A genetic test has successfully predicted gut narrowing in patients, paving the way for more tailored management.
Some patients with Crohn’s disease develop strictures – narrowed sections of the gut caused by scar tissue. This can make it difficult for food to pass through and, if severe, may even cause a blockage.
Researchers at the NIHR Southampton Biomedical Research Centre, led by Professor Sarah Ennis, Professor of Genomics at the University of Southampton, have shown it’s possible to use the NOD2 gene to identify patients at high risk. This could help them and the healthcare professionals treating them to manage their condition better.
What is Crohn’s disease?
Crohn’s disease is a lifelong condition where parts of the digestive system become inflamed. It is a type of inflammatory bowel disease and affects people of all ages.
The main symptoms are diarrhoea, stomach aches and cramps, blood in poo, fatigue and weight loss. These usually start in childhood or early adulthood, and may be constant or come and go every few weeks or months. When they come back, it's called a flare-up.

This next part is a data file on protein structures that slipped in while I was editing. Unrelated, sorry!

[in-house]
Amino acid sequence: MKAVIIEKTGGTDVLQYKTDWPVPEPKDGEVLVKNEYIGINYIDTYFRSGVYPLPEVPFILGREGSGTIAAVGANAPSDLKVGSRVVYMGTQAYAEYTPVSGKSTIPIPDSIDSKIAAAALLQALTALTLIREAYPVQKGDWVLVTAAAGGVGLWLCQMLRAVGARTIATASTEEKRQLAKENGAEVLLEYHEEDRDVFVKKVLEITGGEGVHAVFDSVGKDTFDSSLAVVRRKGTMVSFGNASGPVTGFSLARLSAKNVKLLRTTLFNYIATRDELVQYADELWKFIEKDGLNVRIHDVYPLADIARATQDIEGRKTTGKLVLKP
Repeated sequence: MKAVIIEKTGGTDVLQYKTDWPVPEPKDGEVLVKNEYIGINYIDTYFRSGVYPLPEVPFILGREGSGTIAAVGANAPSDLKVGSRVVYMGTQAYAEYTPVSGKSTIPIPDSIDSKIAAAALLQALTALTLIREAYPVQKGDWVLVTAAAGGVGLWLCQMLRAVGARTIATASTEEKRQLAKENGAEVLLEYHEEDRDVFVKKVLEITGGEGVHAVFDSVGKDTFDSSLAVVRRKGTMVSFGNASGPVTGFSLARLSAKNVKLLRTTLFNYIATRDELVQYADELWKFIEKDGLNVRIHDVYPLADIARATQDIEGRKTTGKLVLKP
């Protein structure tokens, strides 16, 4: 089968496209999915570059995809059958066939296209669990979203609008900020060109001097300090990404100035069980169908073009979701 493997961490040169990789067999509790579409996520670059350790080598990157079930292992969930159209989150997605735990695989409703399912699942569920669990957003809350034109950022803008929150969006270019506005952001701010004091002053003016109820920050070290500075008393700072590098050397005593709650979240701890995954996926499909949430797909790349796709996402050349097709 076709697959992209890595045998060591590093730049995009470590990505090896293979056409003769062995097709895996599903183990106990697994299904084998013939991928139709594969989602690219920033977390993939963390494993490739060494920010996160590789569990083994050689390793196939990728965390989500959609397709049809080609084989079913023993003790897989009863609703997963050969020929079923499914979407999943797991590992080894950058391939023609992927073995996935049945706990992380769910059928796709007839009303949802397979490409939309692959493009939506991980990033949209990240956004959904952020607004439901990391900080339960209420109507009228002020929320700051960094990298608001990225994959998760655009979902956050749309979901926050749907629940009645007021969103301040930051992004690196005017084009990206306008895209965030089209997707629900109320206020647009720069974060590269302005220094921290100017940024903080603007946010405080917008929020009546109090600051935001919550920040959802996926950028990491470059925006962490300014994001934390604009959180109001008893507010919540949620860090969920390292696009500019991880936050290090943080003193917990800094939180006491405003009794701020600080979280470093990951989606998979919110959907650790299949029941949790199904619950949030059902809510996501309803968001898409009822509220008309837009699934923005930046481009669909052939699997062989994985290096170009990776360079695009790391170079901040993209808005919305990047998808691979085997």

There's no cure, but treatment can help reduce or control the symptoms. The exact cause of the disease is unknown, but certain genes are known to increase the risk of developing it.
Predicting who might get strictures
The researchers analysed clinical and genetic data from 373 children and 272 adults with Crohn’s disease. Using the presence of mutations within the NOD2 gene, they developed an algorithm which allocated each person to a high-risk group or a low-risk group.
They then tested this algorithm on a subgroup of 161 people with Crohn’s disease, to see how well it could predict who developed strictures. Of the 30 people in the high-risk group, 56.7 percent developed strictures. This compared to 21.4 percent of the of 131 people in the low-risk group.
Adding in extra details on the part of the gut affected by the disease improved the predictive ability of the algorithm further. The results are published in the journal Inflammatory Bowel Diseases.
Dr James Ashton, first author of the paper and Clinical Lecturer in Paediatric Gastroenterology and Genomics, says:
“People with Crohn’s disease can experience a wide range of symptoms, which vary greatly in their severity. Knowing the patients who will get significant complications is very challenging. This study shows NOD2 can help us predict which patients are most likely to develop strictures. If used in clinical care, this could help to personalise treatments for these patients.”